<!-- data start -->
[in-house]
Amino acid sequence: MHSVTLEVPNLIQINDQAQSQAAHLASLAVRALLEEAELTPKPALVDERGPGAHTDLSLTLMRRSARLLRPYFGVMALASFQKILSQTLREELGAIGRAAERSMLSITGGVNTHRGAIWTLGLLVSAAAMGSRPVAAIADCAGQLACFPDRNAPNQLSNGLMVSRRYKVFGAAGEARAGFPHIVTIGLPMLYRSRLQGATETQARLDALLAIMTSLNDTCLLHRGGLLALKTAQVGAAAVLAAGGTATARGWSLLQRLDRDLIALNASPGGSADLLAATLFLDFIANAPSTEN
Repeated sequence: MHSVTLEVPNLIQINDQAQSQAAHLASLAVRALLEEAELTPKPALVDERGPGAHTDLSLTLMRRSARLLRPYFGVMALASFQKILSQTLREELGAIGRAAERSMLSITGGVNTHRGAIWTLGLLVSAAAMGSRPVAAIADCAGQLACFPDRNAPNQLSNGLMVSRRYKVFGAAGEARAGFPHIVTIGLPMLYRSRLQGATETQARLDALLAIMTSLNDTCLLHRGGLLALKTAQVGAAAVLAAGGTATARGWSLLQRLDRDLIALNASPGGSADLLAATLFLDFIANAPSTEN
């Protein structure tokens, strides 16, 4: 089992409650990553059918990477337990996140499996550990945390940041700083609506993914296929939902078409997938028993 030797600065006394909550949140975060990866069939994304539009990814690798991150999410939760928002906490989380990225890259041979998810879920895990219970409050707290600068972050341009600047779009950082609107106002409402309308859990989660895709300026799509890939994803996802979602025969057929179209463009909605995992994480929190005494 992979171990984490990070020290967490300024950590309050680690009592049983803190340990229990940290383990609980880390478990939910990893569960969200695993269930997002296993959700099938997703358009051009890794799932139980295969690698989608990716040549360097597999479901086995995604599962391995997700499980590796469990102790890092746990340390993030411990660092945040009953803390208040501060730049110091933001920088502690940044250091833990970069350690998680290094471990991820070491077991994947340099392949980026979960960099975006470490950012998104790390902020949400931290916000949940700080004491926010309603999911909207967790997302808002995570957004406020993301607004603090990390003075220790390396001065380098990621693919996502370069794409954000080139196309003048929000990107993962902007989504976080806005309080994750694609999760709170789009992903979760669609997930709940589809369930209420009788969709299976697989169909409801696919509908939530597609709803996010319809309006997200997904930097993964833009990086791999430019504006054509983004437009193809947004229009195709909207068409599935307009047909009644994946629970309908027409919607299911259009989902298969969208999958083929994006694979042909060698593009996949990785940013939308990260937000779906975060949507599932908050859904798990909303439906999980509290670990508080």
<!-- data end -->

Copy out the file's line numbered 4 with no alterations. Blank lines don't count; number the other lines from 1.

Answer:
């Protein structure tokens, strides 16, 4: 089992409650990553059918990477337990996140499996550990945390940041700083609506993914296929939902078409997938028993 030797600065006394909550949140975060990866069939994304539009990814690798991150999410939760928002906490989380990225890259041979998810879920895990219970409050707290600068972050341009600047779009950082609107106002409402309308859990989660895709300026799509890939994803996802979602025969057929179209463009909605995992994480929190005494 992979171990984490990070020290967490300024950590309050680690009592049983803190340990229990940290383990609980880390478990939910990893569960969200695993269930997002296993959700099938997703358009051009890794799932139980295969690698989608990716040549360097597999479901086995995604599962391995997700499980590796469990102790890092746990340390993030411990660092945040009953803390208040501060730049110091933001920088502690940044250091833990970069350690998680290094471990991820070491077991994947340099392949980026979960960099975006470490950012998104790390902020949400931290916000949940700080004491926010309603999911909207967790997302808002995570957004406020993301607004603090990390003075220790390396001065380098990621693919996502370069794409954000080139196309003048929000990107993962902007989504976080806005309080994750694609999760709170789009992903979760669609997930709940589809369930209420009788969709299976697989169909409801696919509908939530597609709803996010319809309006997200997904930097993964833009990086791999430019504006054509983004437009193809947004229009195709909207068409599935307009047909009644994946629970309908027409919607299911259009989902298969969208999958083929994006694979042909060698593009996949990785940013939308990260937000779906975060949507599932908050859904798990909303439906999980509290670990508080």